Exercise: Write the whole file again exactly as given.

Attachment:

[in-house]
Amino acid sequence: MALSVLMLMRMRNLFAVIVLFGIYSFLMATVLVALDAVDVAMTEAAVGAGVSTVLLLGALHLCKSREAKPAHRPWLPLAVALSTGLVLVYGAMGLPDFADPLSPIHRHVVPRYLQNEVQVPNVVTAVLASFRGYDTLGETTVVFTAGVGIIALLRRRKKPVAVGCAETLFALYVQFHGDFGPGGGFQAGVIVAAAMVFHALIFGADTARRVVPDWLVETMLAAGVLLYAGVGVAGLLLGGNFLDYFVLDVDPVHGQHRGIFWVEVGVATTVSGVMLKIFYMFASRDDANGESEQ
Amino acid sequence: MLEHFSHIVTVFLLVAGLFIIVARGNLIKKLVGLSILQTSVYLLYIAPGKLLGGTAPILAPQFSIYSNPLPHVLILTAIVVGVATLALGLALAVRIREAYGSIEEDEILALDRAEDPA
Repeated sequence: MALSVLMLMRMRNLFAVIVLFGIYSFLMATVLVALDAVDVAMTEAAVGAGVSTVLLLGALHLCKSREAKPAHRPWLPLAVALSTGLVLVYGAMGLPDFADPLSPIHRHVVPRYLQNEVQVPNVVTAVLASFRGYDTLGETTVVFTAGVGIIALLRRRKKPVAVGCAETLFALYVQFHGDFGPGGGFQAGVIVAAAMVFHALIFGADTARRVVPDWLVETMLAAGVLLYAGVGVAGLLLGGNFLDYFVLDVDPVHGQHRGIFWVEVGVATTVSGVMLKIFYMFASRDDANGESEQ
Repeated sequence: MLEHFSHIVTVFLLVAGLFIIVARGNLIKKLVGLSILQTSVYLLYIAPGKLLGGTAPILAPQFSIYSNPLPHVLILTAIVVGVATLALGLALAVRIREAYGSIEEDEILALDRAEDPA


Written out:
[in-house]
Amino acid sequence: MALSVLMLMRMRNLFAVIVLFGIYSFLMATVLVALDAVDVAMTEAAVGAGVSTVLLLGALHLCKSREAKPAHRPWLPLAVALSTGLVLVYGAMGLPDFADPLSPIHRHVVPRYLQNEVQVPNVVTAVLASFRGYDTLGETTVVFTAGVGIIALLRRRKKPVAVGCAETLFALYVQFHGDFGPGGGFQAGVIVAAAMVFHALIFGADTARRVVPDWLVETMLAAGVLLYAGVGVAGLLLGGNFLDYFVLDVDPVHGQHRGIFWVEVGVATTVSGVMLKIFYMFASRDDANGESEQ
Amino acid sequence: MLEHFSHIVTVFLLVAGLFIIVARGNLIKKLVGLSILQTSVYLLYIAPGKLLGGTAPILAPQFSIYSNPLPHVLILTAIVVGVATLALGLALAVRIREAYGSIEEDEILALDRAEDPA
Repeated sequence: MALSVLMLMRMRNLFAVIVLFGIYSFLMATVLVALDAVDVAMTEAAVGAGVSTVLLLGALHLCKSREAKPAHRPWLPLAVALSTGLVLVYGAMGLPDFADPLSPIHRHVVPRYLQNEVQVPNVVTAVLASFRGYDTLGETTVVFTAGVGIIALLRRRKKPVAVGCAETLFALYVQFHGDFGPGGGFQAGVIVAAAMVFHALIFGADTARRVVPDWLVETMLAAGVLLYAGVGVAGLLLGGNFLDYFVLDVDPVHGQHRGIFWVEVGVATTVSGVMLKIFYMFASRDDANGESEQ
Repeated sequence: MLEHFSHIVTVFLLVAGLFIIVARGNLIKKLVGLSILQTSVYLLYIAPGKLLGGTAPILAPQFSIYSNPLPHVLILTAIVVGVATLALGLALAVRIREAYGSIEEDEILALDRAEDPA